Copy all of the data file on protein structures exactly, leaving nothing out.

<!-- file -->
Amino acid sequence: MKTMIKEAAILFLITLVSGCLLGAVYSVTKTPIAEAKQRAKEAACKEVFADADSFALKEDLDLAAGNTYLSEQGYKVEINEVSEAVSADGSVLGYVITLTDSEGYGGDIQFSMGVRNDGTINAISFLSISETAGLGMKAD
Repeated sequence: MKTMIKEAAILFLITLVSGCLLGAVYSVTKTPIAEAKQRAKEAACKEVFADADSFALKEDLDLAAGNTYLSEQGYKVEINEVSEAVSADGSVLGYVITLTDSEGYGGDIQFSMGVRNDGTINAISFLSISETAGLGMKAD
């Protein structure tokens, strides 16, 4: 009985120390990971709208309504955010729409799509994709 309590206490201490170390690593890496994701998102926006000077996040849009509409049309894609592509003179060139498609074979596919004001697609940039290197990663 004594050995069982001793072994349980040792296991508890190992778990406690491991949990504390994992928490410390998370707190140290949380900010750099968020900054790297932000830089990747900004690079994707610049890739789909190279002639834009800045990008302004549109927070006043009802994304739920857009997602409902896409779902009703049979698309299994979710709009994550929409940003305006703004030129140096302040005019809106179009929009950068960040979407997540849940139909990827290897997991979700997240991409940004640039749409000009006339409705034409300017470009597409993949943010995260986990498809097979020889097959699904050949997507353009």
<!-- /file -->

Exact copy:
Amino acid sequence: MKTMIKEAAILFLITLVSGCLLGAVYSVTKTPIAEAKQRAKEAACKEVFADADSFALKEDLDLAAGNTYLSEQGYKVEINEVSEAVSADGSVLGYVITLTDSEGYGGDIQFSMGVRNDGTINAISFLSISETAGLGMKAD
Repeated sequence: MKTMIKEAAILFLITLVSGCLLGAVYSVTKTPIAEAKQRAKEAACKEVFADADSFALKEDLDLAAGNTYLSEQGYKVEINEVSEAVSADGSVLGYVITLTDSEGYGGDIQFSMGVRNDGTINAISFLSISETAGLGMKAD
């Protein structure tokens, strides 16, 4: 009985120390990971709208309504955010729409799509994709 309590206490201490170390690593890496994701998102926006000077996040849009509409049309894609592509003179060139498609074979596919004001697609940039290197990663 004594050995069982001793072994349980040792296991508890190992778990406690491991949990504390994992928490410390998370707190140290949380900010750099968020900054790297932000830089990747900004690079994707610049890739789909190279002639834009800045990008302004549109927070006043009802994304739920857009997602409902896409779902009703049979698309299994979710709009994550929409940003305006703004030129140096302040005019809106179009929009950068960040979407997540849940139909990827290897997991979700997240991409940004640039749409000009006339409705034409300017470009597409993949943010995260986990498809097979020889097959699904050949997507353009």